The Enforcement Section

The Enforcement Section works to collect on administrative and judicial support orders when the noncustodial parent lives in Alaska. Services tools include automatic income withholding from wages, attaching bank accounts, intercepting IRS tax refunds, Alaska Permanent Fund dividends and other assets, and reporting delinquent parents to credit bureaus. All these methods can be used by the agency without directly involving the courts.

Immediate wage withholding began in November 1990 for child support orders issued or modified by the agency. Immediate wage withholding began January 1994 for all orders established by court. The law allows for an exception to immediate wage withholding if the court (or the agency) finds good cause, or if both parents agree to an alternative arrangement. But even in these cases, immediate wage withholding will be put into place if the noncustodial parent falls a month behind in payments.

If the noncustodial parent has a regular job, wage withholding for child support is treated like other forms of payroll deduction such as income tax, Social Security, union dues or any other required payment.

If the payments stop, or if the parent is self-employed, works for cash or commissions, changes jobs or moves frequently, the agency can use other collection actions such as seizing funds in the parent’s bank account.

The Modification Section

The Modification Section revises administrative child support orders to match changes in a parent’s financial situation.

The agency can update a support order itself if the original order was established by the agency.

If a child support order was set by the court, only the court can modify the order. The agency can help the process by reviewing the case and current income statements from the parents, then forwarding a recommendation to the court for a new support order.

The Hearing Section

The Hearing Section represents the state’s interests at the formal hearing level. Either parent may request a hearing to challenge a decision in the case, and a hearing officer appointed by the Department of Revenue commissioner will rule on the issue.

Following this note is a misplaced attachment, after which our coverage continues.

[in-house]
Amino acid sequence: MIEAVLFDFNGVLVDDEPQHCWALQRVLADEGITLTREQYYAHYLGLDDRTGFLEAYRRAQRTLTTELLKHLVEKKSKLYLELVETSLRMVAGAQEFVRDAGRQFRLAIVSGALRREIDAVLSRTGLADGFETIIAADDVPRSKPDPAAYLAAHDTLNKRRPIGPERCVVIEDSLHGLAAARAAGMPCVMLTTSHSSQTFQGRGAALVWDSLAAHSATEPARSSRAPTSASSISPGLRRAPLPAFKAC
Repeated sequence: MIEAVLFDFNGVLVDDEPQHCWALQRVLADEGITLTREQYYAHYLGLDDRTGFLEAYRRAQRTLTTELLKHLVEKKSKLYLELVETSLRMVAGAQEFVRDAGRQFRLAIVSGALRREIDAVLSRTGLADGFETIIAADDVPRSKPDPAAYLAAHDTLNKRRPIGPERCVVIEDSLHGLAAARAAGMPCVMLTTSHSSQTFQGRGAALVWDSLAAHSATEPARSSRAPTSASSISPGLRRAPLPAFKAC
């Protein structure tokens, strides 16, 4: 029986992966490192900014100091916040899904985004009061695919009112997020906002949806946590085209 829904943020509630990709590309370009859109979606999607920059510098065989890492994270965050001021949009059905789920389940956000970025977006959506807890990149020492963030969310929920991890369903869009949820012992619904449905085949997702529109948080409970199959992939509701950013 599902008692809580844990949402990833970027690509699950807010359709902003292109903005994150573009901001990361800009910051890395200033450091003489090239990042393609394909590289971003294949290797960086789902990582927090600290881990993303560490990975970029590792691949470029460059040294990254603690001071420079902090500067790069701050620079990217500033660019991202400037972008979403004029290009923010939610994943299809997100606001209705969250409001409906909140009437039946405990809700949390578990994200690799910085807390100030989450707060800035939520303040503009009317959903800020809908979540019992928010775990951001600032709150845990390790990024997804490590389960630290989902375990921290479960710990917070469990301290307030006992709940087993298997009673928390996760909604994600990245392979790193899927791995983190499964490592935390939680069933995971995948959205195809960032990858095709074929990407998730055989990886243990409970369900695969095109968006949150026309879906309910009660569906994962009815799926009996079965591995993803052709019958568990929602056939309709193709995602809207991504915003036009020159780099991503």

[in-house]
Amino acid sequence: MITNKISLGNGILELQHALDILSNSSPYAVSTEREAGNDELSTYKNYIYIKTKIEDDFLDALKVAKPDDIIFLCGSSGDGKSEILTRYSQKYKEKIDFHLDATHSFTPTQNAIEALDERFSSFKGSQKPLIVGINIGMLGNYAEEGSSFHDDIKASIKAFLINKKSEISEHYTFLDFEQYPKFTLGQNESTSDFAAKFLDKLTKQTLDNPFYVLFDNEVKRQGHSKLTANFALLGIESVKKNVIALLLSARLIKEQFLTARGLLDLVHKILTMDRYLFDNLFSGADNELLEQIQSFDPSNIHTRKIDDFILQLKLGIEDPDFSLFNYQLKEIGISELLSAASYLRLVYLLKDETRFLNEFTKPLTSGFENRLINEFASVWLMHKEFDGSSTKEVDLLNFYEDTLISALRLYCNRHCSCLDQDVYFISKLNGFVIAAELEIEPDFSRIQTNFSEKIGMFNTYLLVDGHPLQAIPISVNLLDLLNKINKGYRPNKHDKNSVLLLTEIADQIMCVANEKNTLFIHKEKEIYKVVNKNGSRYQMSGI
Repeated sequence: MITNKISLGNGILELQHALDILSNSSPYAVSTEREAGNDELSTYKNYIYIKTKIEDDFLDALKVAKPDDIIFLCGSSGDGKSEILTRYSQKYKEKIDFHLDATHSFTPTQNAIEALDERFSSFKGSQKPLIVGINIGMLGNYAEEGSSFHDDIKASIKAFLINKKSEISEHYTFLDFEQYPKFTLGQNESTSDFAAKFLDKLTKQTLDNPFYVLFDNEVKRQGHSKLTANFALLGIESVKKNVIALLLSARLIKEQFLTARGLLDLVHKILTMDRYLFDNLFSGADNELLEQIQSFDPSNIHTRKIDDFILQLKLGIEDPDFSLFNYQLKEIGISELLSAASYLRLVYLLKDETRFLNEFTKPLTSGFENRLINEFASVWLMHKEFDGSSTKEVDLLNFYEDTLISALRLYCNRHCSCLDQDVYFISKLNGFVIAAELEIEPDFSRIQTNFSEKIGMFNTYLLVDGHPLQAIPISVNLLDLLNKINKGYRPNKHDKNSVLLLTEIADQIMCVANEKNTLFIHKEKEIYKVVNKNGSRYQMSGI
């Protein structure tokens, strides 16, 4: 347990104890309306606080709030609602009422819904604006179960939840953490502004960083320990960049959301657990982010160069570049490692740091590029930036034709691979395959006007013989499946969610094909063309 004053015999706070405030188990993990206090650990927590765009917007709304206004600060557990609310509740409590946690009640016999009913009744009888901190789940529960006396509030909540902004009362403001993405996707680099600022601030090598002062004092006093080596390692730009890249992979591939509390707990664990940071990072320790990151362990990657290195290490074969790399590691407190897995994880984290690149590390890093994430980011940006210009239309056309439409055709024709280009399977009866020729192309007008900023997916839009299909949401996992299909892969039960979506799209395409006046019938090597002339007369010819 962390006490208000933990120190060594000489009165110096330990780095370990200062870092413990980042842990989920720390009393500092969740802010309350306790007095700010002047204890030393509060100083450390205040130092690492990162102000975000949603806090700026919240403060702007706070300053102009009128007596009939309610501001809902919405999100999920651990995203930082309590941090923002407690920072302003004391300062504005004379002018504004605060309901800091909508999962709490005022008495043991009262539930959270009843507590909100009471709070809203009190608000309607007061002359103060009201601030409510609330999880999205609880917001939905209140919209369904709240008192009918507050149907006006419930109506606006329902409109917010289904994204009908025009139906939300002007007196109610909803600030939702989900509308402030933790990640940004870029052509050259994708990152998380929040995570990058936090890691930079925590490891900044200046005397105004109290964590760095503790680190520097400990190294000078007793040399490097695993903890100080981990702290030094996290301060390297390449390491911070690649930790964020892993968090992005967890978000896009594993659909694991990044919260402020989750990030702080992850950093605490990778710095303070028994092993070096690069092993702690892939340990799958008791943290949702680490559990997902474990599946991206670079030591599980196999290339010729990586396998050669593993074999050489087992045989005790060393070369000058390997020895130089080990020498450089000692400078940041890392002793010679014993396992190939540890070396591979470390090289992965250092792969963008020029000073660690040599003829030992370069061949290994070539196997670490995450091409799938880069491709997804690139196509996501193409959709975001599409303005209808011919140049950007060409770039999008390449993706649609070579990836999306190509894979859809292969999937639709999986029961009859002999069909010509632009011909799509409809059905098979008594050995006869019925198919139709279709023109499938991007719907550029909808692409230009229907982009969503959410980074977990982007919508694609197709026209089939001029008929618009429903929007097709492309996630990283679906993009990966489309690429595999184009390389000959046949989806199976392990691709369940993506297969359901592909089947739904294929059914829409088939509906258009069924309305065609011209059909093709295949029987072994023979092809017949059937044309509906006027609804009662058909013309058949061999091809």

The Interstate Section

The Interstate Section works on child support cases in which the noncustodial parent lives outside Alaska. Interstate caseworkers handle all aspects of child support Services, including location, paternity establishment, and establishment of support obligations.

When a noncustodial parent lives outside Alaska and the custodial parent and child live in Alaska, we send information about the noncustodial parent to the other state’s child support Services office. This is called initiating a case to the other state. The other state, called the responding state, attempts to locate the noncustodial parent and begin proceedings to establish paternity or collect support. Alaska does the same when responding to requests from other states.

Federal law requires that Alaska cooperate with other states in handling requests for assistance. The Uniform Interstate Family Support Act includes a provision to ensure there is only one valid child support order to enforce when more than one state is involved in a case.

The federal law also allows a state to work a case directly against an out-of-state noncustodial parent under certain conditions. Alaska can use interstate wage withholding to enforce a support order in another state if we know where the noncustodial parent is employed.